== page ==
Star Trek: Voyager-Season 3 (1995)
Main Menu Introduction
Featurette-Braving The Unknown: Season 3
Featurette-Voyager Time Capsule: Neelix
Featurette-Voyager Time Capsule: Kes
Featurette-Flashback To "Flashback"
Featurette-Red Alert: Amazing Visual Effects
Featurette-Real Science With Andre Bormanis
Trailer-Star Trek - Deep Space Nine
Featurette-Creating The Voyager Crew
Featurette-30th Anniversary Moments
Trailer-Star Trek -The Experience:Borg Invasion 4D
Trailer-Star Trek - The Next Generation
|Year Of Production||1995|
|Running Time||1144:56 (Case: 1186)|
|RSDL / Flipper||
Multi Disc Set (7)
|Cast & Crew|
|Start Up||Language Select Then Menu|
|Region Coding||2,4||Directed By||
Paramount Home Entertainment
Robert Duncan McNeill
|Pan & Scan/Full Frame||Full Frame||
English Dolby Digital 5.1 (384Kb/s)
German Dolby Digital 5.1 (384Kb/s)
Spanish Dolby Digital 2.0 (192Kb/s)
Italian Dolby Digital 2.0 (192Kb/s)
|Widescreen Aspect Ratio||None|
|Video Format||576i (PAL)|
|Original Aspect Ratio||1.33:1||Miscellaneous|
English for the Hearing Impaired
|Annoying Product Placement||No|
|Action In or After Credits||No|
Star Trek: Voyager – Season 3 opens with a bang and just keeps on going. This series sees a number of changes, with Captain Janeway (Kate Mulgrew) becoming closer with her first officer Commander Chakotay (Robert Beltran) before their differences drive them apart in the concluding episode. The relationship between Ensign Tom Paris (Robert Duncan McNeill) and B’Elanna Torres (Roxann Dawson) grows, while Neelix (Ethan Phillips) and Kes (Jennifer Lien) abruptly fall apart, marking a change of direction for both characters. Lt. Tuvok (Tim Russ) discovers a friendship with Ensign Harry Kim (Garrett Wang), and The Doctor (Robert Picardo) learns what it means to be human with a life outside the sickbay.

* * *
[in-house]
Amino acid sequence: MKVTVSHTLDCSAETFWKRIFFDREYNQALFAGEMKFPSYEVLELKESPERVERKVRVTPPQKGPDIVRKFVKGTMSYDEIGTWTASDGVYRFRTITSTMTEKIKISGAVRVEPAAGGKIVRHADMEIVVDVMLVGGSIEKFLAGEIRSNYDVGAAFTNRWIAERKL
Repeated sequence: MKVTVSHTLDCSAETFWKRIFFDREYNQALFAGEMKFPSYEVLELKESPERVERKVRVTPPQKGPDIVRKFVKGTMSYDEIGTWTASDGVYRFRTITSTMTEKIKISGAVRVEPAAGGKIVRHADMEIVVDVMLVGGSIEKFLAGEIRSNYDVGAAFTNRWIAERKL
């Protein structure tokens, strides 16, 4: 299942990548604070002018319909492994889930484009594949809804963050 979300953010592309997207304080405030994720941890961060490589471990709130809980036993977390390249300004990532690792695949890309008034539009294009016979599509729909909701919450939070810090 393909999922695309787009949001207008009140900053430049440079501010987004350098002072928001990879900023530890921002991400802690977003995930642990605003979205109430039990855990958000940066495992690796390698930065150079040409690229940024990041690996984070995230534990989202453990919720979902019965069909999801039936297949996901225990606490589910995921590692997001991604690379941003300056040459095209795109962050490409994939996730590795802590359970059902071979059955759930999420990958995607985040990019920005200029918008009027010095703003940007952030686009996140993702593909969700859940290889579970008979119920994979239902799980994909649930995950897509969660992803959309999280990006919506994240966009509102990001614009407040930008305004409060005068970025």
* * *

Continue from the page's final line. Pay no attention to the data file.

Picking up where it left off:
As a series, Season 2 pieces together as follows:
1. Basics: Part II (44:02)
With the ship in Kazon hands and the crew stranded on a primitive planet, Janeway must keep her people alive long enough for the Doctor to take back the ship with the help of the Marquis psychopath Suder.
2. Flashback (43:59)
When Tuvok starts vividly reliving memories from his past, Janeway undergoes a mind meld and is taken into Tuvok’s past to a time when he was aboard the USS Excelsior under Captain Sulu’s command.
3. The Chute (44:03)
Harry and Tom find themselves convicted of a crime they didn’t commit and imprisoned at the bottom of a chute in a penal colony with no guards and no rules where they must fight to survive.
4. The Swarm (44:01)
After B’Elanna and Tom are attacked by vicious aliens who control a vast space, Janeway decides she’s going to take the ship through rather than waste months travelling around.
5. False Profits (44:01)
Upon discovering a wormhole leading back to the alpha quadrant, the crew also find two Ferengi who have enslaved a primitive planet with their technology.
6. Remember (44:01)
B’Elanna is having strange dreams that are so lifelike that she soon begins suspecting that they are not dreams at all but memories that are not her own.
7. Sacred Ground (44:02)
When Kes is put into a coma after an encounter in an alien temple, Janeway must undergo a series of religious ceremonies in order to save Kes’ life.